In the July 2015 issue of Mosaique Magazine, my friend and colleague wrote and article about my life and work as an artist- a work in progress. My thanks to Andryea Natkin, and to Renee’ Malaval, the editor of Mosaique Magazine, who shares my passion about mosaic art.
Karen Ami: A Passionate Process
By Andryea Natkin
Passion is the word I’d use to describe Karen Ami. It runs through her veins like blood and takes form in her artwork. Through her drawing, writing or printmaking, her ceramics or mosaics when you look closely at her work, you will understand. She lives her life and creates her art with spirited energy and fervor. Her imagery has a direct and intense organic sensuality – it is full of pain and strength, stimulating, erotic and exciting. Ami comes to this passion honestly. There is always debate about nature versus nurture, about how and why we become whom we do. In Karen’s case, her artistic passion is without question… by nature.
Ami’s life has been unconventional, it has informed her work throughout her career. Born in Chicago, Ami was stolen from her mother immediately after her birth by an unscrupulous social worker and sold her to a social service agency. Her mother, Gilda, a holocaust survivor who had recently immigrated to the United States, was traumatized and began a search that lasted 33 years. A lovely Mid-western family adopted Karen and although her adoption was never a secret she did not learn the circumstances until years later. It became increasingly clear to her growing up that she was not like the rest of her family. From a young age, art was the outlet she found to express the longing for things she did not understand, for the beauty that she could not justify through her words. Ami yearned to find her birth mother. It took 14 long, difficult years of searching until she was reunited with her mother who had also been aching and searching for Karen to ‘come home’. This profound reunion became a pivotal event in both their lives. “Finding my mother affirmed that I was exactly who I was meant to be.” says Ms. Ami. This knowing is vital and crucial to Karen’s work as an artist, mother and woman. It a reference point – a source of inspiration she constantly visits and explores: love, loss, connection, separation, longing, pain and pleasure. As an artist, her quest is to make sense of and strive to understand those things she doesn’t.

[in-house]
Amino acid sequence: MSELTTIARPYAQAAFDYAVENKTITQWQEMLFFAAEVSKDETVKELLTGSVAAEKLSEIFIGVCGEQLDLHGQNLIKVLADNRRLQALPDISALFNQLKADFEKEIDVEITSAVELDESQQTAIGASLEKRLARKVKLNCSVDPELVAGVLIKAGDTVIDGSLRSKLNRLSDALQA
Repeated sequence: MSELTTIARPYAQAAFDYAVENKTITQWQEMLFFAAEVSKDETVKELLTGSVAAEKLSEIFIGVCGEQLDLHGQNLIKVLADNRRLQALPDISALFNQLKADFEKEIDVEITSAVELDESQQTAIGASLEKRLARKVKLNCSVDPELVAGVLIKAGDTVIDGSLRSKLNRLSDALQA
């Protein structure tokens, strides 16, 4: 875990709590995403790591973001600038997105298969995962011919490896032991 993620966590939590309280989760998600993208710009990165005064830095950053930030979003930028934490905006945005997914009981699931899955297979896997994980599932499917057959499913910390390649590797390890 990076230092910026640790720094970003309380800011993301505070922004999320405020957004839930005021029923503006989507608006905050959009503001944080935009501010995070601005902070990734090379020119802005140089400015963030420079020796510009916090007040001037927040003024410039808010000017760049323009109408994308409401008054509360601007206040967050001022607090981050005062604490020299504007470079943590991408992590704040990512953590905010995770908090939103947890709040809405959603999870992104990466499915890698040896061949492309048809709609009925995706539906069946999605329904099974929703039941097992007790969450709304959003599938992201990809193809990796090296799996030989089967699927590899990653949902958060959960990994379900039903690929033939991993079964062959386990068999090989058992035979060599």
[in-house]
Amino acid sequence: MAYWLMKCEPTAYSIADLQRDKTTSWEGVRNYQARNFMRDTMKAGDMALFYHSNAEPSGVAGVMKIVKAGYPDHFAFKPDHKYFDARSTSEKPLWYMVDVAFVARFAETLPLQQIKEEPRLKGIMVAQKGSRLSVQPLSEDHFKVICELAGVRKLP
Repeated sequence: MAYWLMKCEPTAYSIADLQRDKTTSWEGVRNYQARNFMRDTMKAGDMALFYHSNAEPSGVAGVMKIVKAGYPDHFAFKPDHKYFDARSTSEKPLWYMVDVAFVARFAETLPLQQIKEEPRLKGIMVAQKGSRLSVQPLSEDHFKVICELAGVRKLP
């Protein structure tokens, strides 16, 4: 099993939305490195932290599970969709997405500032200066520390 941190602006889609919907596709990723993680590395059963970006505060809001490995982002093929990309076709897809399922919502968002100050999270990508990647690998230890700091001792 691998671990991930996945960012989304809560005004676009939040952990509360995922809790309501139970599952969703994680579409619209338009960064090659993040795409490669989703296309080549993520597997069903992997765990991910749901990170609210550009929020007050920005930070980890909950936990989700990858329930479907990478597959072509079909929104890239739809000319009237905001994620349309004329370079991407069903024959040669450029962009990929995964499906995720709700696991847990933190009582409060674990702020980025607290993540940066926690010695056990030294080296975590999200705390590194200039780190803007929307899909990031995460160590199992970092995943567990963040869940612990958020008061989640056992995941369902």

Ami was trained at The Boston Museum School, Tufts University (BFA, 1986) and The School of the Art Institute of Chicago (MFA, 1995) majoring in ceramics and sculpture. She believes that education serves her everyday as an artist because her study allowed her the time and space to explore and develop her personal artistic vocabulary. Her interest in mosaics began with a study trip to Pompeii at the age of 17 and continued later on in her work with clay creating tiles and breaking them. Ami eventually ‘hit a wall’ artistically because American art schools do not consider mosaic a medium – there are still, today, no university mosaic courses offering technical information, direction or guidance (with the exception of the value and place of mosaics in an art history course). Ami sought to know more… creatively, technically and critically from established, trained artists around the world. Her thirst for knowledge about this art form would take her on a journey that would eventually lead her to establish The Chicago Mosaic School in 2005. Today, it is the worlds only not-for-profit school dedicated to the study of mosaic arts. The school has become a center for learned, practicing mosaic artists whose mission is to educate, inform and support the next generation of artists curious to learn and to work in mosaic.